MySQL can perform boolean full-text searches using the
IN BOOLEAN MODE modifier. With this modifier,
certain characters have special meaning at the beginning or end
of words in the search string. In the following query, the
- operators indicate
that a word must be present or absent, respectively, for a match
to occur. Thus, the query retrieves all the rows that contain
the word “MySQL” but that do
not contain the word
SELECT * FROM articles WHERE MATCH (title,body)
AGAINST ('+MySQL -YourSQL' IN BOOLEAN MODE);+----+-----------------------+-------------------------------------+ | id | title | body | +----+-----------------------+-------------------------------------+ | 1 | MySQL Tutorial | DBMS stands for DataBase ... | | 2 | How To Use MySQL Well | After you went through a ... | | 3 | Optimizing MySQL | In this tutorial we will show ... | | 4 | 1001 MySQL Tricks | 1. Never run mysqld as root. 2. ... | | 6 | MySQL Security | When configured properly, MySQL ... | +----+-----------------------+-------------------------------------+
In implementing this feature, MySQL uses what is sometimes referred to as implied Boolean logic, in which
+ stands for
- stands for
[no operator] implies
Boolean full-text searches have these characteristics:
They do not use the 50% threshold that applies to
MyISAM search indexes.
They do not automatically sort rows in order of decreasing relevance.
Boolean queries against a
index can work even without a
index, although a search executed in this fashion would be
InnoDB tables require a
FULLTEXT index to perform boolean
The minimum and maximum word length full-text parameters
InnoDB search indexes, and
InnoDB full-text search does not support
the use of multiple operators on a single search word, as in
full-text search will successfully process the same search
ignoring all operators except for the operator immediately
adjacent to the search word.
The boolean full-text search capability supports the following operators:
A leading plus sign indicates that this word must be present in each row that is returned.
A leading minus sign indicates that this word must not be present in any of the rows that are returned.
- operator acts only to exclude
rows that are otherwise matched by other search terms. Thus,
a boolean-mode search that contains only terms preceded by
- returns an empty result. It does not
return “all rows except those containing any of the
By default (when neither
- is specified), the word is optional,
but the rows that contain it are rated higher. This mimics
the behavior of
AGAINST() without the
This operator works on
only. It tests whether two or more words all start within a
specified distance from each other, measured in words.
Specify the search words within a double-quoted string
immediately before the
operator, for example,
word2 word3" @8' IN BOOLEAN MODE)
These two operators are used to change a word's contribution
to the relevance value that is assigned to a row. The
> operator increases the contribution
< operator decreases it. See
the example following this list.
Parentheses group words into subexpressions. Parenthesized groups can be nested.
A leading tilde acts as a negation operator, causing the
word's contribution to the row's relevance to be negative.
This is useful for marking “noise” words. A row
containing such a word is rated lower than others, but is
not excluded altogether, as it would be with the
The asterisk serves as the truncation (or wildcard)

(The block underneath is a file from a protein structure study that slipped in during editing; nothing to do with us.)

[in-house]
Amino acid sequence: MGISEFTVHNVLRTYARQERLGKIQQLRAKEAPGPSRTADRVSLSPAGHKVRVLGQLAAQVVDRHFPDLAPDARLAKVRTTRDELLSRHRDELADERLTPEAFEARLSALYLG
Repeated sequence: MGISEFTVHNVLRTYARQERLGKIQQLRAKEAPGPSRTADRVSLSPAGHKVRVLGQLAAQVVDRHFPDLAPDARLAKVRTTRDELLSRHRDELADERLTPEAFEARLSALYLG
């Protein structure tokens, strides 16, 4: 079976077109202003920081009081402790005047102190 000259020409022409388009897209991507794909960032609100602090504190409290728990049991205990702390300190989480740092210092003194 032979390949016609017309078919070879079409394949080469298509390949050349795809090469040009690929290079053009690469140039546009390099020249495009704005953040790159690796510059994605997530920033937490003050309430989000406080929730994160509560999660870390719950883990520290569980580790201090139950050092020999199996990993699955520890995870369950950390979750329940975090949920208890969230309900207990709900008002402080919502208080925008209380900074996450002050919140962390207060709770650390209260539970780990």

operator. Unlike the other operators, it is
appended to the word to be affected.
Words match if they begin with the word preceding the
If a word is specified with the truncation operator, it is
not stripped from a boolean query, even if it is too short
or a stopword. Whether a word is too short is determined
InnoDB tables, or
MyISAM tables. The wildcarded word is
considered as a prefix that must be present at the start of
one or more words. If the minimum word length is 4, a search
'+ could return fewer rows than a search for
because the second query ignores the too-short search term
A phrase that is enclosed within double quote
"”) characters matches
only rows that contain the phrase literally, as it
was typed. The full-text engine splits the phrase
into words and performs a search in the
FULLTEXT index for the words. Nonword
characters need not be matched exactly: Phrase searching
requires only that matches contain exactly the same words as
the phrase and in the same order. For example,
"test phrase" matches
If the phrase contains no words that are in the index, the result is empty. The words might not be in the index because of a combination of factors: if they do not exist in the text, are stopwords, or are shorter than the minimum length of indexed words.
The following examples demonstrate some search strings that use boolean full-text operators:
Find rows that contain at least one of the two words.
Find rows that contain both words.
Find rows that contain the word “apple”, but rank rows higher if they also contain “macintosh”.
Find rows that contain the word “apple” but not “macintosh”.
Find rows that contain the word “apple”, but if
the row also contains the word “macintosh”,
rate it lower than if row does not. This is
“softer” than a search for
-macintosh', for which the presence of
“macintosh” causes the row not to be returned
'+apple +(>turnover <strudel)'
Find rows that contain the words “apple” and “turnover”, or “apple” and “strudel” (in any order), but rank “apple turnover” higher than “apple strudel”.
Find rows that contain words such as “apple”, “apples”, “applesauce”, or “applet”.
Find rows that contain the exact phrase “some
words” (for example, rows that contain “some
words of wisdom” but not “some noise
words”). Note that the
"” characters that enclose
the phrase are operator characters that delimit the phrase.
They are not the quotation marks that enclose the search